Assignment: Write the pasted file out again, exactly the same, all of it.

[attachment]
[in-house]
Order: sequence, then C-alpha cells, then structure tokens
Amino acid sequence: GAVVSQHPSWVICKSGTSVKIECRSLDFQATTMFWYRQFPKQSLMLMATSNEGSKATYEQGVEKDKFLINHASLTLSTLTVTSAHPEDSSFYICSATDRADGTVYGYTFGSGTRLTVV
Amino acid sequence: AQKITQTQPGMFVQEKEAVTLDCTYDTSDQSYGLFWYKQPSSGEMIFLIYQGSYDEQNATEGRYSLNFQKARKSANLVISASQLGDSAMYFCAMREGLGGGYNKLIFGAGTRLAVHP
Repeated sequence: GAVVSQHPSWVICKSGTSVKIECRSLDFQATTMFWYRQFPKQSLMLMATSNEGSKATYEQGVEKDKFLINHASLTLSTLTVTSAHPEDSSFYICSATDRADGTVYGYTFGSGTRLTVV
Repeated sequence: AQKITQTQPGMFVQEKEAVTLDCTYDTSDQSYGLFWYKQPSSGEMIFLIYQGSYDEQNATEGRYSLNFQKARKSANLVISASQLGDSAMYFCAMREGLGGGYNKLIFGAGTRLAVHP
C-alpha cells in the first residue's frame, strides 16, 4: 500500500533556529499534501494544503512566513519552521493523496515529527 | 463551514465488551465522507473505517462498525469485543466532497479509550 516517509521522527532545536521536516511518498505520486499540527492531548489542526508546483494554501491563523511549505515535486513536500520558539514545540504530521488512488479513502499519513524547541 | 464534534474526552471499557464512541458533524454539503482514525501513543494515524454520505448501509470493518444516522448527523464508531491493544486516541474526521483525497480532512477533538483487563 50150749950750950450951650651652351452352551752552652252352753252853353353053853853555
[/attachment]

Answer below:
[in-house]
Order: sequence, then C-alpha cells, then structure tokens
Amino acid sequence: GAVVSQHPSWVICKSGTSVKIECRSLDFQATTMFWYRQFPKQSLMLMATSNEGSKATYEQGVEKDKFLINHASLTLSTLTVTSAHPEDSSFYICSATDRADGTVYGYTFGSGTRLTVV
Amino acid sequence: AQKITQTQPGMFVQEKEAVTLDCTYDTSDQSYGLFWYKQPSSGEMIFLIYQGSYDEQNATEGRYSLNFQKARKSANLVISASQLGDSAMYFCAMREGLGGGYNKLIFGAGTRLAVHP
Repeated sequence: GAVVSQHPSWVICKSGTSVKIECRSLDFQATTMFWYRQFPKQSLMLMATSNEGSKATYEQGVEKDKFLINHASLTLSTLTVTSAHPEDSSFYICSATDRADGTVYGYTFGSGTRLTVV
Repeated sequence: AQKITQTQPGMFVQEKEAVTLDCTYDTSDQSYGLFWYKQPSSGEMIFLIYQGSYDEQNATEGRYSLNFQKARKSANLVISASQLGDSAMYFCAMREGLGGGYNKLIFGAGTRLAVHP
C-alpha cells in the first residue's frame, strides 16, 4: 500500500533556529499534501494544503512566513519552521493523496515529527 | 463551514465488551465522507473505517462498525469485543466532497479509550 516517509521522527532545536521536516511518498505520486499540527492531548489542526508546483494554501491563523511549505515535486513536500520558539514545540504530521488512488479513502499519513524547541 | 464534534474526552471499557464512541458533524454539503482514525501513543494515524454520505448501509470493518444516522448527523464508531491493544486516541474526521483525497480532512477533538483487563 50150749950750950450951650651652351452352551752552652252352753252853353353053853853555